Coffee, apple juice, and vitamin C: things that people ingest every day are experimental material for chemist Eva-Maria Felix. The doctoral student in the research group of Professor Wolfgang Ensinger in the Department of Material Analysis is working on making nanotubes of gold. She precipitates the precious metal from an aqueous solution onto a pretreated film with many tiny channels. The metal on the walls of the channels adopts the shape of nanotubes; the film is then dissolved. The technique itself is not new, but Felix has modified it: "The chemicals that are usually used for this were just too toxic for me." She preferred not to use cyanide, formaldehyde, arsenic and heavy metal salts. She was inspired by a journal article by researchers who achieved silver precipitation using coffee.
Felix also used coffee in her first experiments. She then tested apple juice, followed by vitamin C. This seemed to be the best suited to her because "you never know what's in coffee and apple juice." On the other hand, Vitamin C - or ascorbic acid - is available in pure form from chemical stores - a requirement for reproducible studies. But what does the vitamin have to do with the precipitation of gold? In the human body, vitamin C makes free radicals harmless by transferring electrons to them. "Gold precipitation functions according to the same principle. The only difference is that the vitamin does not take on radicals, but rather gold ions", explains Falk Münch, a postdoctoral researcher and supervisor of Felix' PhD thesis. The gold ions that are dissolved in the precipitation bath are transformed into metallic gold after absorbing electrons.
Additional, harmless chemicals are required for the process. But the procedure is green not only because of the non-toxic substances, but also because it takes place at room temperature and without an external power supply, thus saving energy. Furthermore, as opposed to other methods, no expensive devices are required. The film with the nanochannels is merely placed in the precipitation bath. "It's really unbelievable that aqueous solutions and simple basic chemicals can produce such precise nanostructures" says Münch.
"Green meets Nano" is a motto of the researchers at the TU. The only thing that is not green in the procedure is the film that is used as the template, notes Ensinger. Although tests with bio-based plastics are already on the agenda, the films still consist of polycarbonate also made or of polyethylene terephthalate (PET).
In order to create the miniature plastic channels that define the shape, a round film is vertically bombarded with an ion beam. Each ion leaves a straight track in the film which then becomes a small hole, or, when seen through the microscope: a channel that is then etched. Its diameter can be set precisely - down to far less than 100 nanometers. The gold nanotubes are thus several hundred times finer than a human hair. Their wall thickness depends both on the duration of precipitation and on the gold concentration of the original solution. After the film is dissolved, the result is - depending on the experimental conditions - a collection of individual nanotubes or an array of hundreds of thousands of interconnected tubes.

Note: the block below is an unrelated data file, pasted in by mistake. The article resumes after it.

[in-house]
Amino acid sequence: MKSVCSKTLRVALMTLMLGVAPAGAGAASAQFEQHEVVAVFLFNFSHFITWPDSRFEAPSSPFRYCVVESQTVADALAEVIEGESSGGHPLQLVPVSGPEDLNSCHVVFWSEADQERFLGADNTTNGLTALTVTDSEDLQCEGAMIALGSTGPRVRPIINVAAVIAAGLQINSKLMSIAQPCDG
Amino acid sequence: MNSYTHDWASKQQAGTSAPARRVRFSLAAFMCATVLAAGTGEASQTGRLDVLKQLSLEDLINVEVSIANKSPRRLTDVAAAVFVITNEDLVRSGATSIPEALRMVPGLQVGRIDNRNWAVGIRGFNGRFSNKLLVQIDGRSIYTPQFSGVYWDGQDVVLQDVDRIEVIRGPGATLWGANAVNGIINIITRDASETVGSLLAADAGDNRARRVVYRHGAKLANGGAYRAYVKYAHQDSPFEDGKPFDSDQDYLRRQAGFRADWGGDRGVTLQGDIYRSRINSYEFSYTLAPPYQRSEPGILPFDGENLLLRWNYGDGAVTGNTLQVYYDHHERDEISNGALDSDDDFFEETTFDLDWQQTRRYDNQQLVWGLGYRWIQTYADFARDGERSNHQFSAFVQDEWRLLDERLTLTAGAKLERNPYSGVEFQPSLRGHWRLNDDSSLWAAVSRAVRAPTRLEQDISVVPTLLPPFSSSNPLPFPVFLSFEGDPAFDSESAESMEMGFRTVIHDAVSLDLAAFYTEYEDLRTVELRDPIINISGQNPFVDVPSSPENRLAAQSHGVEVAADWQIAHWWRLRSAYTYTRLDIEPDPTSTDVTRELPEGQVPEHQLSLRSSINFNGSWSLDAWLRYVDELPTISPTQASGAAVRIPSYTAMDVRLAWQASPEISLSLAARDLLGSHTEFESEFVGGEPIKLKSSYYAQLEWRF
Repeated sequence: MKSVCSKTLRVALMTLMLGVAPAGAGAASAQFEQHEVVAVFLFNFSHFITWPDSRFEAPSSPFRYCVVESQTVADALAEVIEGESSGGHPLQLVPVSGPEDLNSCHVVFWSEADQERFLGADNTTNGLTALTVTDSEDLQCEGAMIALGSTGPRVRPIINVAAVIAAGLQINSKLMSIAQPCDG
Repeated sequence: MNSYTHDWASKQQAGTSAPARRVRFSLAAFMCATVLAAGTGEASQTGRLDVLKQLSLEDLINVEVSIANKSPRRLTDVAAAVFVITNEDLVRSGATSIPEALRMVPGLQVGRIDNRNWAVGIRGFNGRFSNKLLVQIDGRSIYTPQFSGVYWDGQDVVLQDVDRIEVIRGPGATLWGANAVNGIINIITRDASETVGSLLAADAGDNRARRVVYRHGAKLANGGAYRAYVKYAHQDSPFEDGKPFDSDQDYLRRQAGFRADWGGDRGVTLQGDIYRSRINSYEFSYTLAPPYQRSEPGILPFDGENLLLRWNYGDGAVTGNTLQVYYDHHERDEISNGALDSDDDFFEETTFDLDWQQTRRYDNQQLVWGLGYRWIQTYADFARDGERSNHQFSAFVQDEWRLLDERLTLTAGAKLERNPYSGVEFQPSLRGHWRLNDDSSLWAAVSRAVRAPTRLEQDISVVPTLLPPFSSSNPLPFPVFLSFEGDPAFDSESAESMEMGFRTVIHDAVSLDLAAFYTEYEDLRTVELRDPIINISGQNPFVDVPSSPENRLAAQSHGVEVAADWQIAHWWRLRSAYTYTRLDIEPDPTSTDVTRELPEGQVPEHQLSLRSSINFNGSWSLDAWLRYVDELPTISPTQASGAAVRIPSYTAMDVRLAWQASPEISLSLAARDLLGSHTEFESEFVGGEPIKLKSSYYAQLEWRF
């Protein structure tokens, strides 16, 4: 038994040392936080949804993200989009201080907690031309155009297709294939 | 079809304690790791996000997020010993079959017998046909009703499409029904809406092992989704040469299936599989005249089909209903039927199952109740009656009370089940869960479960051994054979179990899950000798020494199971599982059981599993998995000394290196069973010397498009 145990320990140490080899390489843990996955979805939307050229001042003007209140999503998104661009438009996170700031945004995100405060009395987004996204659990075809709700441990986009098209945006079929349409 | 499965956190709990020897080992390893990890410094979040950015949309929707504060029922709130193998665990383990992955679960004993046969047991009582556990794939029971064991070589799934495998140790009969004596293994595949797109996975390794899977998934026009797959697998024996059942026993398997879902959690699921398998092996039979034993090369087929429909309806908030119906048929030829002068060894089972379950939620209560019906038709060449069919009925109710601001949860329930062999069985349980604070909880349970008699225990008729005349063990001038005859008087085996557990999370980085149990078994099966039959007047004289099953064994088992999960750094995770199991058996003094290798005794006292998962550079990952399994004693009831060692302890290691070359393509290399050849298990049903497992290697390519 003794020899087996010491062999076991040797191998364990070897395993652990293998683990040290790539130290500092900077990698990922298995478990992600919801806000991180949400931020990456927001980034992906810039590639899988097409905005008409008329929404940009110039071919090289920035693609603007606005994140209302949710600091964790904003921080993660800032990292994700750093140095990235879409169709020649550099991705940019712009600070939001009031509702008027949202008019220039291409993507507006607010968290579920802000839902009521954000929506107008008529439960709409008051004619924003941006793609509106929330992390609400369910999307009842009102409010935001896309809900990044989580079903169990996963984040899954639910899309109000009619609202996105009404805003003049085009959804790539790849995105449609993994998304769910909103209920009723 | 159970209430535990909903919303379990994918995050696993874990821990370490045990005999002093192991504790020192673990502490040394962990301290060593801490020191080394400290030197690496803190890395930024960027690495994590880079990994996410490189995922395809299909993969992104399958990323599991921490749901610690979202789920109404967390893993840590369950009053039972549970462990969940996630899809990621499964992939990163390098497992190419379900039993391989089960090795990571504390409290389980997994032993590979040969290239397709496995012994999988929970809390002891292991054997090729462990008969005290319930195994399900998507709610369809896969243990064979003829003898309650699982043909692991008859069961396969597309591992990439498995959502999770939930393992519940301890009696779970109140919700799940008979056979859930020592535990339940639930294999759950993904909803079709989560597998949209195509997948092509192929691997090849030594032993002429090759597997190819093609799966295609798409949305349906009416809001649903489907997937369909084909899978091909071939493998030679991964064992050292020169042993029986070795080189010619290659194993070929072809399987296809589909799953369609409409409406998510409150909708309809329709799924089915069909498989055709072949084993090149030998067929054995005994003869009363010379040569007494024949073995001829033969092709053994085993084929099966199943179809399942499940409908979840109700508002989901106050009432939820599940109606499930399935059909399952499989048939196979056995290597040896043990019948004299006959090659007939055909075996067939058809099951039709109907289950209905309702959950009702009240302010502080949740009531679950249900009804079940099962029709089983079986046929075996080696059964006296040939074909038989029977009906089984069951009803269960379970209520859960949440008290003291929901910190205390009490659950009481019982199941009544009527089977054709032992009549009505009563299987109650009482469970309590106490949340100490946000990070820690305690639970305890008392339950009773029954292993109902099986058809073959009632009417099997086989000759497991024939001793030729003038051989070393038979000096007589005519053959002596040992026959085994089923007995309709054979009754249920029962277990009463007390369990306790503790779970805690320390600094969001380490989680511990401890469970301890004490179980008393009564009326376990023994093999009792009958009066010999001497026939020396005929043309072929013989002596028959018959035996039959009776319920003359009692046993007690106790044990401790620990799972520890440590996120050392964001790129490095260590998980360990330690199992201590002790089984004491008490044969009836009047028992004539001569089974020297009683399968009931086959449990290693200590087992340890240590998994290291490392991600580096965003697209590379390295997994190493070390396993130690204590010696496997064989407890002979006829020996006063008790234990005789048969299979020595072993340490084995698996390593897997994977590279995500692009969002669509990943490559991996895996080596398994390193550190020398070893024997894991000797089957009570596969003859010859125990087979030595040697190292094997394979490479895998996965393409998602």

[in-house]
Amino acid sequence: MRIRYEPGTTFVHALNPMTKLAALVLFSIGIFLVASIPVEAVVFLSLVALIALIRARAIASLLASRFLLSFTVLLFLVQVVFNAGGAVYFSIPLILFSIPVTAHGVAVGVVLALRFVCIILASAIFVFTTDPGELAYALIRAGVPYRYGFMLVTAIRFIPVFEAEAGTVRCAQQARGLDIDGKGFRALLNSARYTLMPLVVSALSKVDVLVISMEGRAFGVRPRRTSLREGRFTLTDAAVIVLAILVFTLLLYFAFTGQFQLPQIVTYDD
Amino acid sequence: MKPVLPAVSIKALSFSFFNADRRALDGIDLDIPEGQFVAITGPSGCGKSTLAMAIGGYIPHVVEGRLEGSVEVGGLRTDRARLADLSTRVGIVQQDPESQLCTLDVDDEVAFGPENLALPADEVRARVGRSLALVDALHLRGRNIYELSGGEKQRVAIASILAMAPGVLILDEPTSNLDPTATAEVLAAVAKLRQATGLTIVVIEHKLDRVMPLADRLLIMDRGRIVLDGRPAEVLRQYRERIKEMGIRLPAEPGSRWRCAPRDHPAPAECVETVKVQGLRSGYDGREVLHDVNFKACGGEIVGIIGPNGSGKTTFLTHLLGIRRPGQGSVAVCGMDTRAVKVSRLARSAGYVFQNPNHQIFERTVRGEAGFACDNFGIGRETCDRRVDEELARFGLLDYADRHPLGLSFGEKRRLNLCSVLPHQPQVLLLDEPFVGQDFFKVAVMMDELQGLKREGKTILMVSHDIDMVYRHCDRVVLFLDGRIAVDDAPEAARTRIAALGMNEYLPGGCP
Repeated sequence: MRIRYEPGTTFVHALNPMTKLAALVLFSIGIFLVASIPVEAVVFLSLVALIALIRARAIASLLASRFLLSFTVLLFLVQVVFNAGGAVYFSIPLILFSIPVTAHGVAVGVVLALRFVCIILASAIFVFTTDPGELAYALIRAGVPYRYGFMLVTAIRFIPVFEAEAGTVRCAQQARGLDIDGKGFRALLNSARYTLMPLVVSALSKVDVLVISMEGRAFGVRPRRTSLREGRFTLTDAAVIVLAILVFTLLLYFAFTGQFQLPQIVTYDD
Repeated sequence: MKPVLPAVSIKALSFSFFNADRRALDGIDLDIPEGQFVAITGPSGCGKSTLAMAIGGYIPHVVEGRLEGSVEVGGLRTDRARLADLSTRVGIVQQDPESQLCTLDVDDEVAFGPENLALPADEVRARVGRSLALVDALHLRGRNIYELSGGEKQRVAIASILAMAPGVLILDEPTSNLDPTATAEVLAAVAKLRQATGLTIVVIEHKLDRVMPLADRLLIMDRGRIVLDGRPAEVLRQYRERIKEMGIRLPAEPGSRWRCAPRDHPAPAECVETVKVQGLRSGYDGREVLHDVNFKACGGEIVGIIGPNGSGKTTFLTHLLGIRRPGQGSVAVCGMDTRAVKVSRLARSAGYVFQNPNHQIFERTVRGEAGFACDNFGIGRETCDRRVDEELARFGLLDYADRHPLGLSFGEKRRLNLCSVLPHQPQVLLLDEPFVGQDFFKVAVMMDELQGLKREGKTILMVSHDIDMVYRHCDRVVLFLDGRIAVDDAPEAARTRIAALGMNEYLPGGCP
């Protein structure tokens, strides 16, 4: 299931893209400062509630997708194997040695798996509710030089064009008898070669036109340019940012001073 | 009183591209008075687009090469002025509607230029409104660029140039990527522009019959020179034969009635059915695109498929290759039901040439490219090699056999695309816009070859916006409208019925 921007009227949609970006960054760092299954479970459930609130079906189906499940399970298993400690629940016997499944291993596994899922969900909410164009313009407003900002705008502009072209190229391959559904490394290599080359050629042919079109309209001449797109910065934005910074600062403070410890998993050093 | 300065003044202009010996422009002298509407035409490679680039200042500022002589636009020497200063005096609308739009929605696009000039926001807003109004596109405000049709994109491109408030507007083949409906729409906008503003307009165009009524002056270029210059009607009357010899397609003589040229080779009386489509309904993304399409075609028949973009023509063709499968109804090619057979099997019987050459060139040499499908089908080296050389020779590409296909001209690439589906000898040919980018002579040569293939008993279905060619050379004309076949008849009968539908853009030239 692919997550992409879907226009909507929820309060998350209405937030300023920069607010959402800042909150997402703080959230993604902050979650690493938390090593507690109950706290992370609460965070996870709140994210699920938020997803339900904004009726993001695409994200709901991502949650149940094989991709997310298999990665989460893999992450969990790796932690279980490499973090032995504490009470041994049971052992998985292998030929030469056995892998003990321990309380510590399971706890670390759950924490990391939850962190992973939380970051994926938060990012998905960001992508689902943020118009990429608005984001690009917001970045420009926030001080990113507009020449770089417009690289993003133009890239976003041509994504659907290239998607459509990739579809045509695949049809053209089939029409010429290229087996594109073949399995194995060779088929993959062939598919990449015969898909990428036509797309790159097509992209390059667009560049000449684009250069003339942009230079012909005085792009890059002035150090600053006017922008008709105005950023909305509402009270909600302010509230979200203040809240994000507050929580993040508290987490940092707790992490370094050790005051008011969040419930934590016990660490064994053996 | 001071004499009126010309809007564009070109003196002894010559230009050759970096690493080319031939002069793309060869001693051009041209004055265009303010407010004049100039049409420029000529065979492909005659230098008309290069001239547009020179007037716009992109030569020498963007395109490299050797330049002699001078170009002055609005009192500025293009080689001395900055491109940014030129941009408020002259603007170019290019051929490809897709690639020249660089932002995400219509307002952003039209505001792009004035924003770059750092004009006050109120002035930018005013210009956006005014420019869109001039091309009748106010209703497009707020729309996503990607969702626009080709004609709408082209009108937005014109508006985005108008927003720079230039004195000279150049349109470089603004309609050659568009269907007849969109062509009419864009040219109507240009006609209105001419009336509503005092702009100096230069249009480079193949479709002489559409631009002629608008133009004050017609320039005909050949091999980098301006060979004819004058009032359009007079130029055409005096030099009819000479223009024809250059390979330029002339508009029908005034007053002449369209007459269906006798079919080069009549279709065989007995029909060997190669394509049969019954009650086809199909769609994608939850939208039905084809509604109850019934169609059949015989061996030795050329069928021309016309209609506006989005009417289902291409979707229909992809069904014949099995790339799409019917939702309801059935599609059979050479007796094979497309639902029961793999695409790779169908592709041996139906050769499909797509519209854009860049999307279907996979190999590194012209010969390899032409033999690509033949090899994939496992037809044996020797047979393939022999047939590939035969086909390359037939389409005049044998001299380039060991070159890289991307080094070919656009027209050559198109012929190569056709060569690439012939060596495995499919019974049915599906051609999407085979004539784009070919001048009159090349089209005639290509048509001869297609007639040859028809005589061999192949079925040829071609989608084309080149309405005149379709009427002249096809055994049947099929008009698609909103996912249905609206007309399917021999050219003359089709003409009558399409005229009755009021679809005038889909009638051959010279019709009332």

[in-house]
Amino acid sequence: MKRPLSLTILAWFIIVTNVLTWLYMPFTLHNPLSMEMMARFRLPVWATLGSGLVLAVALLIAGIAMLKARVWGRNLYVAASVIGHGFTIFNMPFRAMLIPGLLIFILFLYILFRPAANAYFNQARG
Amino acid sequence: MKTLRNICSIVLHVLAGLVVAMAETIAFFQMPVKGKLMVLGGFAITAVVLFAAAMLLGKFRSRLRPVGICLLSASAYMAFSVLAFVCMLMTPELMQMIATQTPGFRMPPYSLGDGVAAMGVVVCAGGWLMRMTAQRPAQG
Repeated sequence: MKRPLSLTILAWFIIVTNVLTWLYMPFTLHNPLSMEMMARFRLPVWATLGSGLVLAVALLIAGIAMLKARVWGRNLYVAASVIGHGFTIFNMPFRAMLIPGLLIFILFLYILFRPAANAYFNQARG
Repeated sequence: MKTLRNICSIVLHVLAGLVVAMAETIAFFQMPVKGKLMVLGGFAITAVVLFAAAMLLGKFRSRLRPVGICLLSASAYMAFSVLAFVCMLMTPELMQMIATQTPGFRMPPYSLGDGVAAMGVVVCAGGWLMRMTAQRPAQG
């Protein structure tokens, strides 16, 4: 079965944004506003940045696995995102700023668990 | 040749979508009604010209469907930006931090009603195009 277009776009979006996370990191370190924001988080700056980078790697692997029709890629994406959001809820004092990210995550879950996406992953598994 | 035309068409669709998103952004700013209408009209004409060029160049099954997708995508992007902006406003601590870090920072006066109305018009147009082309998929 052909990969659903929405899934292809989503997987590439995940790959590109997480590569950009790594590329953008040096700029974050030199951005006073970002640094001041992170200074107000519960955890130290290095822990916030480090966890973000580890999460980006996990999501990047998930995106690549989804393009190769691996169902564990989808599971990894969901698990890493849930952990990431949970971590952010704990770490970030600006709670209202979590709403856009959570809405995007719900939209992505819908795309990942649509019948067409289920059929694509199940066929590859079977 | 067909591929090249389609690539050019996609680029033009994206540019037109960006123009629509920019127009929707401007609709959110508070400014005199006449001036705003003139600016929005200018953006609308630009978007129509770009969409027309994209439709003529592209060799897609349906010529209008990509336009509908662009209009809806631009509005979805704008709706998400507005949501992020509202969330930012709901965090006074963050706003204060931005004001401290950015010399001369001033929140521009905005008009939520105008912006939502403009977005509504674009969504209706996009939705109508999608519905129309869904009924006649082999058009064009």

The crux of the technique: an ion accelerator is needed to generate an ion beam. The TU scientists found the ideal partner for their research in the GSI Helmholtz Center for Heavy Ion Research at the outskirts of Darmstadt; but the GSI's large-scale accelerator was not suitable for subsequent commercial use for financial reasons. The TU scientists are already looking for alternatives. For example, a company in the USA produces similarly perforated films with smaller accelerators. "The films are not as well-defined as ours are, but they are also suitable", says Münch. Furthermore, they are inexpensive: a film roughly the size of a sheet of paper costs only a few euros. Ensinger says that the price of gold is not a factor because the amounts that are required are small: "With 1 gram of gold, we could make a nanotube for literally every person on earth." Although a single tube is not useful for anyone, not much material is needed for microsensors, miniature through-flow reactors, or other potential applications.
Ensinger's team has already successfully tested one use of the gold nanotubes: they are suitable for building sensors to measure hydrogen peroxide. This chemical damages nerve cells and apparently plays a role in neurodegenerative diseases such as Alzheimer's and Parkinson's. A microsensor that can measure hydrogen peroxide in the human body would thus be practical both in medical research as well as for diagnosis. The conversion of hydrogen peroxide to water, catalyzed by the gold releases electrons generates an easily measurable electric current. The gold nanotubes conduct electricity especially well due to their one-dimensional structure. In addition, they are relatively long and are thus more durable than normal nanoparticles.
"Nano meets Life" is the second motto of the TU Materials Science researchers. For example, they are thinking about also using the nanotubes to measure blood sugar. "A subcutaneous sensor could save diabetes patients from having to constantly prick their fingers" thinks Ensinger. The green method of production also has advantages here because the components of such implants should be produced with as few toxic chemicals as possible. "This completes the circle", says the TU professor, combining the two mottos: "Green meets Nano meets Life".
Eva-Maria Felix, Falk Münch and Wolfgang Ensinger published their green method for generating gold nanotubes and their suitability as hydrogen peroxide sensors in the specialist journal RSC Advances of the British Royal Society of Chemistry (RSC Advances 4, 24504-24510, 2014, DOI: 10.1039/c4ra03377a).
MI-No. 82e/2014, Uta Neubauer